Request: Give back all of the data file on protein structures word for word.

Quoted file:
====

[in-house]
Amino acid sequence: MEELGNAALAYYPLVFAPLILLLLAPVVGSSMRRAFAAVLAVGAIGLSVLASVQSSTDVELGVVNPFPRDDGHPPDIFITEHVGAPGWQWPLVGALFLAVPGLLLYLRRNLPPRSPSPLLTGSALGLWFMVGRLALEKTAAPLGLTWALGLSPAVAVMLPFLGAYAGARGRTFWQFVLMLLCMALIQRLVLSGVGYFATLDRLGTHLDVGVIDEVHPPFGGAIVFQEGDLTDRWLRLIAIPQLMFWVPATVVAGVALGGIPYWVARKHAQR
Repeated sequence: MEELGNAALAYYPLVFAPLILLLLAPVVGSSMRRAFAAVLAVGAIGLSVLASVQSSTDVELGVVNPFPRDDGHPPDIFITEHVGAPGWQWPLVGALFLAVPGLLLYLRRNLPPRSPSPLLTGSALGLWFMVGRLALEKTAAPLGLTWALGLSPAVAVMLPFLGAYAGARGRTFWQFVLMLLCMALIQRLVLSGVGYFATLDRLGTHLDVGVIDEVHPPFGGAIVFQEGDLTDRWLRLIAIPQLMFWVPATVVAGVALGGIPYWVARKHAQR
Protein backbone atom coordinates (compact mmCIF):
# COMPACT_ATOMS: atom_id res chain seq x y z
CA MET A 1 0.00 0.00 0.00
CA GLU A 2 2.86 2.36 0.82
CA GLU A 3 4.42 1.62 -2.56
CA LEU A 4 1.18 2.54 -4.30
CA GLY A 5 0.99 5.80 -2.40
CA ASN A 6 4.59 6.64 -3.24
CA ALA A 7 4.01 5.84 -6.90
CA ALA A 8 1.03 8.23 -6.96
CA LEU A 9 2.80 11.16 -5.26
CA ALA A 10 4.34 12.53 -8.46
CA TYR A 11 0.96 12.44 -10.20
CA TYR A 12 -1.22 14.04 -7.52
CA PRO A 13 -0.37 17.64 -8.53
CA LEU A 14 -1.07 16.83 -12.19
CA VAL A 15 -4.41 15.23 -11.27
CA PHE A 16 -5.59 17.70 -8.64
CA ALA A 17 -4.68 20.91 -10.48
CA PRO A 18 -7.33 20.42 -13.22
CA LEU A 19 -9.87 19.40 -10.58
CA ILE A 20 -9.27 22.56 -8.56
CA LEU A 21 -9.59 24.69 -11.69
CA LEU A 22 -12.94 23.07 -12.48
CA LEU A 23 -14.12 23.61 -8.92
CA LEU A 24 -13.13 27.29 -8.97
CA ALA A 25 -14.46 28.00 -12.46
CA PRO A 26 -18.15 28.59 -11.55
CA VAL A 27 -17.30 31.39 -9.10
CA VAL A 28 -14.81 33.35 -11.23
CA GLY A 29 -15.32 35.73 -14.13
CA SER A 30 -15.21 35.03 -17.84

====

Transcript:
[in-house]
Amino acid sequence: MEELGNAALAYYPLVFAPLILLLLAPVVGSSMRRAFAAVLAVGAIGLSVLASVQSSTDVELGVVNPFPRDDGHPPDIFITEHVGAPGWQWPLVGALFLAVPGLLLYLRRNLPPRSPSPLLTGSALGLWFMVGRLALEKTAAPLGLTWALGLSPAVAVMLPFLGAYAGARGRTFWQFVLMLLCMALIQRLVLSGVGYFATLDRLGTHLDVGVIDEVHPPFGGAIVFQEGDLTDRWLRLIAIPQLMFWVPATVVAGVALGGIPYWVARKHAQR
Repeated sequence: MEELGNAALAYYPLVFAPLILLLLAPVVGSSMRRAFAAVLAVGAIGLSVLASVQSSTDVELGVVNPFPRDDGHPPDIFITEHVGAPGWQWPLVGALFLAVPGLLLYLRRNLPPRSPSPLLTGSALGLWFMVGRLALEKTAAPLGLTWALGLSPAVAVMLPFLGAYAGARGRTFWQFVLMLLCMALIQRLVLSGVGYFATLDRLGTHLDVGVIDEVHPPFGGAIVFQEGDLTDRWLRLIAIPQLMFWVPATVVAGVALGGIPYWVARKHAQR
Protein backbone atom coordinates (compact mmCIF):
# COMPACT_ATOMS: atom_id res chain seq x y z
CA MET A 1 0.00 0.00 0.00
CA GLU A 2 2.86 2.36 0.82
CA GLU A 3 4.42 1.62 -2.56
CA LEU A 4 1.18 2.54 -4.30
CA GLY A 5 0.99 5.80 -2.40
CA ASN A 6 4.59 6.64 -3.24
CA ALA A 7 4.01 5.84 -6.90
CA ALA A 8 1.03 8.23 -6.96
CA LEU A 9 2.80 11.16 -5.26
CA ALA A 10 4.34 12.53 -8.46
CA TYR A 11 0.96 12.44 -10.20
CA TYR A 12 -1.22 14.04 -7.52
CA PRO A 13 -0.37 17.64 -8.53
CA LEU A 14 -1.07 16.83 -12.19
CA VAL A 15 -4.41 15.23 -11.27
CA PHE A 16 -5.59 17.70 -8.64
CA ALA A 17 -4.68 20.91 -10.48
CA PRO A 18 -7.33 20.42 -13.22
CA LEU A 19 -9.87 19.40 -10.58
CA ILE A 20 -9.27 22.56 -8.56
CA LEU A 21 -9.59 24.69 -11.69
CA LEU A 22 -12.94 23.07 -12.48
CA LEU A 23 -14.12 23.61 -8.92
CA LEU A 24 -13.13 27.29 -8.97
CA ALA A 25 -14.46 28.00 -12.46
CA PRO A 26 -18.15 28.59 -11.55
CA VAL A 27 -17.30 31.39 -9.10
CA VAL A 28 -14.81 33.35 -11.23
CA GLY A 29 -15.32 35.73 -14.13
CA SER A 30 -15.21 35.03 -17.84